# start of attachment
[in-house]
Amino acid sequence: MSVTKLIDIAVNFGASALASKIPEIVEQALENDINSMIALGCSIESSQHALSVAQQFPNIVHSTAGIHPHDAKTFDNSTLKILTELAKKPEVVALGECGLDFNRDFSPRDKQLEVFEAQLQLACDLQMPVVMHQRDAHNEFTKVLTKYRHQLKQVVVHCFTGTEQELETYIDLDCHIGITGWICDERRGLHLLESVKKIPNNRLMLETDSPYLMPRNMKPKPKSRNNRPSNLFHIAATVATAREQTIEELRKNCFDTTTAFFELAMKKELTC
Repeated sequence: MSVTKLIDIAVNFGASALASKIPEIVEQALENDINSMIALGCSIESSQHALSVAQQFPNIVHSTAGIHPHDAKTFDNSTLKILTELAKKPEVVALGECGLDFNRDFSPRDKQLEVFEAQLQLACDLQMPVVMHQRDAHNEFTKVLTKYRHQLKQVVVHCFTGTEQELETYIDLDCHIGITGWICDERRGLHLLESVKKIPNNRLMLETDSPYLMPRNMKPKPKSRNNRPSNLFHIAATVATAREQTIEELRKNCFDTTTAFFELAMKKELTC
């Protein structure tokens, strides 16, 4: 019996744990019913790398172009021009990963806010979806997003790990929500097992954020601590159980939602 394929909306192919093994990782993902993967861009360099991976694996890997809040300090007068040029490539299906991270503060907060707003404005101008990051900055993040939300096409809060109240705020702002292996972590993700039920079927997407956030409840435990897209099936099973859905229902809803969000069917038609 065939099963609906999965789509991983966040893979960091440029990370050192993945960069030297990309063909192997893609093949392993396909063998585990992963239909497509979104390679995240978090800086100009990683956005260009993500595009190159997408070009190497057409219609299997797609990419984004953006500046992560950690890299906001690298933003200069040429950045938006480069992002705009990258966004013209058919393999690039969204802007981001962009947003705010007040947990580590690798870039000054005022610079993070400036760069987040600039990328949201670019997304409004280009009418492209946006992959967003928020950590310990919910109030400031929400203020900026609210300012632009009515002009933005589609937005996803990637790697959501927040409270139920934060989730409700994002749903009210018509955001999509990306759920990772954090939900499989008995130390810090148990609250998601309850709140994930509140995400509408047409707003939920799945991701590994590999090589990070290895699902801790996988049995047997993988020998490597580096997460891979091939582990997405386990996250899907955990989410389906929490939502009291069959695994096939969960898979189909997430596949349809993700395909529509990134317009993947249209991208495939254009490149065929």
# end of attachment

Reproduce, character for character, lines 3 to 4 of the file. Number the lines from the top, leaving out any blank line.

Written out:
Repeated sequence: MSVTKLIDIAVNFGASALASKIPEIVEQALENDINSMIALGCSIESSQHALSVAQQFPNIVHSTAGIHPHDAKTFDNSTLKILTELAKKPEVVALGECGLDFNRDFSPRDKQLEVFEAQLQLACDLQMPVVMHQRDAHNEFTKVLTKYRHQLKQVVVHCFTGTEQELETYIDLDCHIGITGWICDERRGLHLLESVKKIPNNRLMLETDSPYLMPRNMKPKPKSRNNRPSNLFHIAATVATAREQTIEELRKNCFDTTTAFFELAMKKELTC
């Protein structure tokens, strides 16, 4: 019996744990019913790398172009021009990963806010979806997003790990929500097992954020601590159980939602 394929909306192919093994990782993902993967861009360099991976694996890997809040300090007068040029490539299906991270503060907060707003404005101008990051900055993040939300096409809060109240705020702002292996972590993700039920079927997407956030409840435990897209099936099973859905229902809803969000069917038609 065939099963609906999965789509991983966040893979960091440029990370050192993945960069030297990309063909192997893609093949392993396909063998585990992963239909497509979104390679995240978090800086100009990683956005260009993500595009190159997408070009190497057409219609299997797609990419984004953006500046992560950690890299906001690298933003200069040429950045938006480069992002705009990258966004013209058919393999690039969204802007981001962009947003705010007040947990580590690798870039000054005022610079993070400036760069987040600039990328949201670019997304409004280009009418492209946006992959967003928020950590310990919910109030400031929400203020900026609210300012632009009515002009933005589609937005996803990637790697959501927040409270139920934060989730409700994002749903009210018509955001999509990306759920990772954090939900499989008995130390810090148990609250998601309850709140994930509140995400509408047409707003939920799945991701590994590999090589990070290895699902801790996988049995047997993988020998490597580096997460891979091939582990997405386990996250899907955990989410389906929490939502009291069959695994096939969960898979189909997430596949349809993700395909529509990134317009993947249209991208495939254009490149065929």